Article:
(added after Harry "outed" me on facebook!)
Monday, September 7, 2015
Mon, 2015 Sep 7 9:35 AM BST
Led by Mel. With Jackie, Tim, Norma, Chris, Sue, Terry, Tommy, Jill and me. Fine and dry. Just over 7 miles.
A very pleasant morning's walk through fields and lanes, beginning and ending at the Wheel and Compass, in Weston by Welland. We walk toward the village, turning left and then right near the church on to Sutton Road. Before long a footpath goes off on the left and climbs uphill. When we reach the signpost which points in six directions we take the turn to Sutton Bassett, which goes down into the valley passing Lodge Farm, and its noisy but non aggressive dogs. At the road we turn left not taking the immediate left turn, but keeping on the B664 for a short distance before the footpath continues off to the right. We walk west for a while, and have a snack break, in the company of a friendly chicken - escapee or free range?
We head west for around a mile, then meet the lane between Bowden and Welham. There is a mile and a half of road walking - but very quiet - we met one car and one bicycle. The lane comes out near Welham church. We continue past the Red Lion and take the footpath just over the road, heading north east alongside the Welland.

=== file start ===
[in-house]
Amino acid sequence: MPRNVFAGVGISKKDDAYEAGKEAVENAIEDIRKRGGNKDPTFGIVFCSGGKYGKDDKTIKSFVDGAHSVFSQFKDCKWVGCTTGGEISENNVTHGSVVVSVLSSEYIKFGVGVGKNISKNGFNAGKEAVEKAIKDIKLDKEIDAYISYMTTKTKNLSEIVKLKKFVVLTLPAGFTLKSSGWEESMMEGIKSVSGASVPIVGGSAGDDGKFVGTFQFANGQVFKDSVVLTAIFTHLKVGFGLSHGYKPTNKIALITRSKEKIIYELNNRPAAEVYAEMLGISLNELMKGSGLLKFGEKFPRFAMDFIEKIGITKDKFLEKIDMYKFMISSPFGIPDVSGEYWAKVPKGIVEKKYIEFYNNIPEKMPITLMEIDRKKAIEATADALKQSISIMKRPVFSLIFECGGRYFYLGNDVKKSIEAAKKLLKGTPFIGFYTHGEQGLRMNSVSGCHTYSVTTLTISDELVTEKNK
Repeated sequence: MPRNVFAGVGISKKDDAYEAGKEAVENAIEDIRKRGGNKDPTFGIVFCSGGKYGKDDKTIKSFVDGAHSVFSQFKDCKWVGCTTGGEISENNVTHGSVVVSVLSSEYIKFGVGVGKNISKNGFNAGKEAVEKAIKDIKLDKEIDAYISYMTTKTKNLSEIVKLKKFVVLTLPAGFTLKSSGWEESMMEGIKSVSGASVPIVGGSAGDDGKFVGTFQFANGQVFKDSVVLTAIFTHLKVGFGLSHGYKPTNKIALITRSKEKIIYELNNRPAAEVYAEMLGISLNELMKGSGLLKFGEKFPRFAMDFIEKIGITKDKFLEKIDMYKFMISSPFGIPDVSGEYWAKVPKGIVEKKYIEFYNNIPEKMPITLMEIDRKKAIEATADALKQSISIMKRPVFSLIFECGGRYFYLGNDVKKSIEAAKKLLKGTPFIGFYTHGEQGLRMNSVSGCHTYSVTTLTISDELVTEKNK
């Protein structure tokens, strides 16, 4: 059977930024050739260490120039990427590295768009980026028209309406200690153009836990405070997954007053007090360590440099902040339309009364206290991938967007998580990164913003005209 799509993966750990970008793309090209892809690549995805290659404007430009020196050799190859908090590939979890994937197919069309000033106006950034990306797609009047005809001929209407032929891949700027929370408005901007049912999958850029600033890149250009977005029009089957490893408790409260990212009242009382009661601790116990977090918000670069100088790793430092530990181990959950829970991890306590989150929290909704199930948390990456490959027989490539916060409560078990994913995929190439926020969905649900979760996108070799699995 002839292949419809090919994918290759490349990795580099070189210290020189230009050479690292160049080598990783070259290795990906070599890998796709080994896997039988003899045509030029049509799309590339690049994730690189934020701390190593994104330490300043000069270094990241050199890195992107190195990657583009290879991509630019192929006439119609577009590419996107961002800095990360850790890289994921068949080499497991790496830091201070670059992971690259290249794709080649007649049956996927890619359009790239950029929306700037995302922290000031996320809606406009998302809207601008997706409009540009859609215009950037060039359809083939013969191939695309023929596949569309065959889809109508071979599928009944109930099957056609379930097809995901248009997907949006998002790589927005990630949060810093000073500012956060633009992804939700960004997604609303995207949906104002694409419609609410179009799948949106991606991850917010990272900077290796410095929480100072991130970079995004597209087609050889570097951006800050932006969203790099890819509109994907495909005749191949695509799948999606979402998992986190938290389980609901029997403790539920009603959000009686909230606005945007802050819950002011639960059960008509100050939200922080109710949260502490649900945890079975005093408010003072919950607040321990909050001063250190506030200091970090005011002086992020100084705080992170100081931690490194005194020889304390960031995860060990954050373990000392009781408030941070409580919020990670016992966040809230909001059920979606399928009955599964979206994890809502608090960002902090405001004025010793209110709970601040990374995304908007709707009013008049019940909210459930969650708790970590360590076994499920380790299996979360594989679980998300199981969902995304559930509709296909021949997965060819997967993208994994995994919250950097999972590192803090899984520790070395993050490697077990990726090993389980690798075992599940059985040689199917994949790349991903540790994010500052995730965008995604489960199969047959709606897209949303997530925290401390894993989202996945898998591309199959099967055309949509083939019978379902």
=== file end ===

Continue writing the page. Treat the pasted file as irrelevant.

We cross the dismantled railway and reach Green Lane, where we turn right.
Another mile or so of very quiet road brings us back to the starting point, and our destination for lunch.
Sunday, September 6, 2015
We went down to the Welland, hoping to see the kingfisher again. We had just a glimpse of a blue flash speeding over the water. Otherwise there were swallows, martins, a couple of teenage cygnets, the usual wood pigeons, a heron and a red kite.
We had a stroll into Fairchild's Wood, too. I was looking out for ripe blackberries, but found none.
|A rather irritating map, which is orientated in the wrong direction!|
A bit more info about Fairchilds Lodge Farm.
Thursday, September 3, 2015
Thu, 2015 Sep 3 11:27 AM BST
With Marta, following the Welland. From the Springfields Centre, along the right bank of the river, as far as the point where the river Glen joins the Welland. Then back. Quite a chilly wind. As expected no way to cross the water near Surfleet. About 9 miles.
As usual, after a drive of around 50 minutes, we needed coffee before starting to walk. Hence the late start. We had thought of including a ride on the water taxi, but in the end didn't have time to spare today.
Once we'd found the route, a path beside the river starting from the water taxi boarding point, we headed downstream, following the bridleway along the bank .
|Looking back from the sluice near Springfields|
|A cormorant . . . with extra legs. . .|
|cabbages . . .|
|plenty of herons . . .|
|lively skies . . .|
|the River Glen at Surfleet Seas End. . . no bridge here, though|
|Heading back towards Spalding|
|We did a mile or so extra to see this moat, but could see no way to view the ruins of St Nicholas chapel, and a deserted medieval village. Wykeham Hall was once the country residence of the Prior of Spalding.|
|wild or escaped plums|
|Rowan, or mountain ash|
Another coffee before we left - a lovely walk in spite of the chilly wind, with a tiny hint of the sea ahead.